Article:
An old post from Dick Staub, but still worth a read:

By Lou Carlozo
Music Editor, _Chicago Tribue_

Your column responding to Mercy Me and the New York Times was brilliant.

It’s an outrage to me that so much “Christian” art is in fact artistically inferior crap. Why? First and foremost, I don’t think my Savior, the love of my life, would want His holy name spackled onto something so ham-fisted as most “Christian” music. Talk about violating the commandment of taking the Lord’s name in vain! Jesus as the marketing equivalent of Adidas. A brand name.

On a more personal note, I receive entreaties from Christian music publicists at least several times a month urging me to cover their artist because, it is implied, I am “on the team.” And I’ve had pieces spiked in leading “Christian” music magazines because I was presumptuous enough to slam an album as being mechanical, wooden, and backward thinking.

UNTIL CHRISTIAN MUSIC STRESSES ART OVER AGENDA, IT CAN NEVER BE ANYTHING BUT SECOND RATE (my emphasis). As a music editor at the Chicago Tribune, I have a responsibility to turn my readers on to the best art out there. And as a Christian, I have an obligation to tell the truth at all costs, as I see it. If it’s bad, awkward, mawkish art that Nashville keeps shipping to me like so many day-glo W.W.J.D. bracelets, what choice do I have? I would rather be the voice of one crying out in the wilderness than win the approval of any cabal that is convinced–for all the wrong reasons–that the majority of “Christian” music serves a noble purpose.

Michelangelo makes us cry by depicting the finger-touch of creation in a majestic image. Johnny Cash could break your heart by revealing the serrated edges of his brokenness. Bono makes you wrestle and challenges all assumptions that God is of the right or left wing. None of this is a “business model” to be emulated. These are ways of approaching art and life we are talking about, meant to be done with all the fear and trembling of someone trying to point the way to a higher truth while walking a narrow path.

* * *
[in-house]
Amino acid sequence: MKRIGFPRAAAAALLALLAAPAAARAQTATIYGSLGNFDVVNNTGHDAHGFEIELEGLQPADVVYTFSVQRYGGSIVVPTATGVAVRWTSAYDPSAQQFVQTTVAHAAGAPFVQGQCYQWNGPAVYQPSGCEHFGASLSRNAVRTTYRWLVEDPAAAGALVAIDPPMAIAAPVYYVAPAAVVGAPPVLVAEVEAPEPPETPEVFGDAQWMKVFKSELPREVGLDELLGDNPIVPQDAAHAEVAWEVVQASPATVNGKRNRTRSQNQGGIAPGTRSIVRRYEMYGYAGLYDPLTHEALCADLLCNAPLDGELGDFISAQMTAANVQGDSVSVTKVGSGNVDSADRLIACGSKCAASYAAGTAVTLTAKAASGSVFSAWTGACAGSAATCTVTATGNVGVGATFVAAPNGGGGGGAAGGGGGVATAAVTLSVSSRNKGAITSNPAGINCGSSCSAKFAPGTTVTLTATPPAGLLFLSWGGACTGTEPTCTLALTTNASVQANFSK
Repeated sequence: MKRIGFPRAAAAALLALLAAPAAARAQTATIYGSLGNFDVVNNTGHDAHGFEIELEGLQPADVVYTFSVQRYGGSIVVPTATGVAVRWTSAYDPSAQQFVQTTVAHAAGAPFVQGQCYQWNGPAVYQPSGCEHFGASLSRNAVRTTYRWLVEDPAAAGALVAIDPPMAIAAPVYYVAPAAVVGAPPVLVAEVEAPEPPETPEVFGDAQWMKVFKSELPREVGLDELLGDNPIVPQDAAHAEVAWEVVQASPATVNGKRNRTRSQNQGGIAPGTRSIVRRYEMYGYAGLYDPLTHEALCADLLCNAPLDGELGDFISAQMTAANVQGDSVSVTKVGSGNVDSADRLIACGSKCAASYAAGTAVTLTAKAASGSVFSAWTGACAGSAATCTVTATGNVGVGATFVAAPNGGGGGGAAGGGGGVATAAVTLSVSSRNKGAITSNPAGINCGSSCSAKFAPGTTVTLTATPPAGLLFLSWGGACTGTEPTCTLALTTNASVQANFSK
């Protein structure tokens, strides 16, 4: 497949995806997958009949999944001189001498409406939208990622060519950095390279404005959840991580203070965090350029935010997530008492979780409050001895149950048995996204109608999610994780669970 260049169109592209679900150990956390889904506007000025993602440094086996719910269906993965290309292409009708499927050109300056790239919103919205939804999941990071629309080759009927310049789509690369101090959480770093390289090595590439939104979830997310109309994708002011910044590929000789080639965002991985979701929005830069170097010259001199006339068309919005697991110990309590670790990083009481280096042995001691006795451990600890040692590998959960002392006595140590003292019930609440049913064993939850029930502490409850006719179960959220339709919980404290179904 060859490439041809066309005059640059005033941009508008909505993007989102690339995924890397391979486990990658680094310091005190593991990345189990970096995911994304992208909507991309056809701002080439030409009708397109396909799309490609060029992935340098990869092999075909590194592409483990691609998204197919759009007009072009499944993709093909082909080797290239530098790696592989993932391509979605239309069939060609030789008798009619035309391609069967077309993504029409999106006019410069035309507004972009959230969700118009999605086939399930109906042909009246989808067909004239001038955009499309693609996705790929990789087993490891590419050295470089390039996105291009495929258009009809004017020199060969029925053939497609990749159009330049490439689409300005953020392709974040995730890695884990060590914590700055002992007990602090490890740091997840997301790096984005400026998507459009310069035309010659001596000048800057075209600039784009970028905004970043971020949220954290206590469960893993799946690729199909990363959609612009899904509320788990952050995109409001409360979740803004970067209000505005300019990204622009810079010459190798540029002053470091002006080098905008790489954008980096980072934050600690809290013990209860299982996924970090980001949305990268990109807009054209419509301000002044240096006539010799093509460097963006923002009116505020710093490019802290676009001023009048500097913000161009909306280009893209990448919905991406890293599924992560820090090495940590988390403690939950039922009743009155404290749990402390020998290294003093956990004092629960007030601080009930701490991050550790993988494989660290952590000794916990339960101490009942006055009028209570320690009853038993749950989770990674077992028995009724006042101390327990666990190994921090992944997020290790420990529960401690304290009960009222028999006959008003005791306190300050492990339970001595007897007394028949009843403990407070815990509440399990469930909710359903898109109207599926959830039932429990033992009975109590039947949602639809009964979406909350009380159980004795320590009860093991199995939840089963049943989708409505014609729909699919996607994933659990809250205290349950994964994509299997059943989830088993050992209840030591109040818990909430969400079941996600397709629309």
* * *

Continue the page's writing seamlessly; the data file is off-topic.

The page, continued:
Why does the Christian music industry so thoroughly believe that the way to do this is to TELL/LECTURE people? Maybe it has something to to with the mammon of income streams and mansion-house dreams.

For me, the true Christian artists worth emulating–including Emmylou Harris, Over the Rhine, Buddy and Judy Miller, Kate Campbell, Pedro the Lion and a Nashville rebel like Rich Mullins–they walk the walk. They SHOW us. Art before agenda. Beauty before the bully pulpit. My Lord, what a radical concept.”

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Nathan Martin

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